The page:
FBR extends withholding tax to all registered companies

Previously, the tax was applicable only to firms registered in large taxpayer units.

Our Correspondent February 14, 2013
During the first seven months of fiscal 2013, government collected only Rs1.03 trillion, 43% of the annual target of Rs2.38 trillion. DESIGN: FAIZAN DAWOOD

ISLAMABAD: The government enhanced the scope of sales tax withholding regime to all registered companies and exporters to deduct 20% of the payable sales tax on all purchases – in a first desperate move to increase declining revenues.

The decision was taken on Thursday and is expected to compensate part of revenue shortfalls on account of declining imports that had severely affected tax collection, according to a member of the Federal Board of Revenue (FBR).

Through a statutory regulatory order, the FBR extended the scope of sale tax withholding regime from those companies which are registered in the three large taxpayer units (LTU) of the country to all the registered companies across Pakistan besides exporters. This will effectively increase the number of companies liable to be taxed under the regime from a few hundred to over 75,000.

The decision will take effect from February 14.

The FBR had not disclosed the amount it intends to raise through what it insists an administrative measure instead of a revenue measure. Previously, corporations registered in LTUs were required to withhold 1% sales tax of the value of taxable supplies from persons registered outside the LTU.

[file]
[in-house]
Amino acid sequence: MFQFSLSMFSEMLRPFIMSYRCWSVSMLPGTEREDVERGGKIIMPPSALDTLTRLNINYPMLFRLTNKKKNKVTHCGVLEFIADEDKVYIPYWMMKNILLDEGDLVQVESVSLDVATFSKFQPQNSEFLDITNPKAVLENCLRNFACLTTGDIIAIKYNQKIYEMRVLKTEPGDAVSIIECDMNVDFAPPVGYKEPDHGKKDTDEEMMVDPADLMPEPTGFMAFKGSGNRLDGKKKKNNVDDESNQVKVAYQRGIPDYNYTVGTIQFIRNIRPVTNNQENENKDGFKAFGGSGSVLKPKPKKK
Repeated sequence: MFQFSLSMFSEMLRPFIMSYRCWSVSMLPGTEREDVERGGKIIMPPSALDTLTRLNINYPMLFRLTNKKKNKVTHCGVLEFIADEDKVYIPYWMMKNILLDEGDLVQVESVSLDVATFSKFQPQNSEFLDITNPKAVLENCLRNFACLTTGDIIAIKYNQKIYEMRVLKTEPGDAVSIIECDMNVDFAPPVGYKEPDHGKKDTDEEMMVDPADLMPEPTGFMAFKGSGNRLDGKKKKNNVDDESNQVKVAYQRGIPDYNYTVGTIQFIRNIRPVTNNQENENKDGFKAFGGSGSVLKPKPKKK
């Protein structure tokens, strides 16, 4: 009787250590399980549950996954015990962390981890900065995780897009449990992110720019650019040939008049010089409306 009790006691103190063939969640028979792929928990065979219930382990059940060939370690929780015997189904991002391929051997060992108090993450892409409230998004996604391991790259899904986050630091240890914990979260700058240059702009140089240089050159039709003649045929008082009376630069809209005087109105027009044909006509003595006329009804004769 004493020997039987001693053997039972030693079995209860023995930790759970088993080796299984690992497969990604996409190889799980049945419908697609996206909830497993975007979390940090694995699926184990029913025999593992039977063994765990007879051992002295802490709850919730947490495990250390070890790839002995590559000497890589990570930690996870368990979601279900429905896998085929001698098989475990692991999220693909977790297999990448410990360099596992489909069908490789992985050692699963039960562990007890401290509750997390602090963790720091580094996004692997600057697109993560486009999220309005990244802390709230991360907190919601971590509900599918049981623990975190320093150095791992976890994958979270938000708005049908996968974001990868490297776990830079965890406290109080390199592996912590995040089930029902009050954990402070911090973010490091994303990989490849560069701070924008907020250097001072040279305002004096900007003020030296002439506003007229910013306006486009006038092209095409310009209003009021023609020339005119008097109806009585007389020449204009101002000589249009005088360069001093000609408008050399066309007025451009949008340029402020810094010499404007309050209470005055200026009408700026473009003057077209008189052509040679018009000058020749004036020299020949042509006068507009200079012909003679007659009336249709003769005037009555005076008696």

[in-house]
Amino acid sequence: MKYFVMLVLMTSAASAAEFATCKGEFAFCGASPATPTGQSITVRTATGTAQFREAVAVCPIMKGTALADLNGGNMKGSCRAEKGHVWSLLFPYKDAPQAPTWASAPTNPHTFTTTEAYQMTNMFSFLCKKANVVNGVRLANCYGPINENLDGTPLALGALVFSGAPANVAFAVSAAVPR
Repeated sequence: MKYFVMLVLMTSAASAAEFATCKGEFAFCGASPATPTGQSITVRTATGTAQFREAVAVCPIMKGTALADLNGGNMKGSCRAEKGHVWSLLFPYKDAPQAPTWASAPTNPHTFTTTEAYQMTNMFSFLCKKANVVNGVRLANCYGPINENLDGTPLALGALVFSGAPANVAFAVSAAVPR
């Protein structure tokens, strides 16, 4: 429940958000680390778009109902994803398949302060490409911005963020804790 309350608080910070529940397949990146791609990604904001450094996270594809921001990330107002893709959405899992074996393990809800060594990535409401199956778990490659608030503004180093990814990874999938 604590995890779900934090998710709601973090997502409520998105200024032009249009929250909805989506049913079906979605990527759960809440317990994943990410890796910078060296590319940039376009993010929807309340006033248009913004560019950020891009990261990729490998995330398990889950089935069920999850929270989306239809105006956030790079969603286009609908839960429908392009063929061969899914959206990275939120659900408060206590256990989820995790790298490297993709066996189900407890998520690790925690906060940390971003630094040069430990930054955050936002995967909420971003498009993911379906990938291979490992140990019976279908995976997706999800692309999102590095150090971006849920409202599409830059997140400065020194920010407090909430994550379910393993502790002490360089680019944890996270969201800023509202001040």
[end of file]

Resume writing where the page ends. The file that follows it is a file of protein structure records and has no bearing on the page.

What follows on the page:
During the first seven months of fiscal 2013, government collected only Rs1.03 trillion, 43% of the annual target of Rs2.38 trillion. The FBR officials said a decline in imports has significantly affected revenue collection.

The FBR’s showed a revenue growth of around 6%, far below the nominal GDP growth (8% inflation and 4% expected GDP), suggesting massive pilferages in the tax machinery. Additionally, the FBR had given roughly Rs30 billion tax breaks under political compulsions in the current fiscal year so far.

Due to massive revenue shortfalls and the International Monetary Fund’s insistence to enhance revenues as a precondition for a fresh bailout programme, the FBR is in process of taking such measures.

It proposed a mini-budget of Rs60 billion, which the analysts believe is the cost of inefficiency and political appointments in the tax machinery and may have to borne by the existing taxpayers.

Published in The Express Tribune, February 15th, 2013.

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Anserali Khan | 8 years ago | Reply

FBR is bent upon destroying the coomrce and industrialisation in the country by making these ad-hoc changes without consultation and sitting on Rs 80 billion of refunds of business community. This SRO is ill advised and regressive

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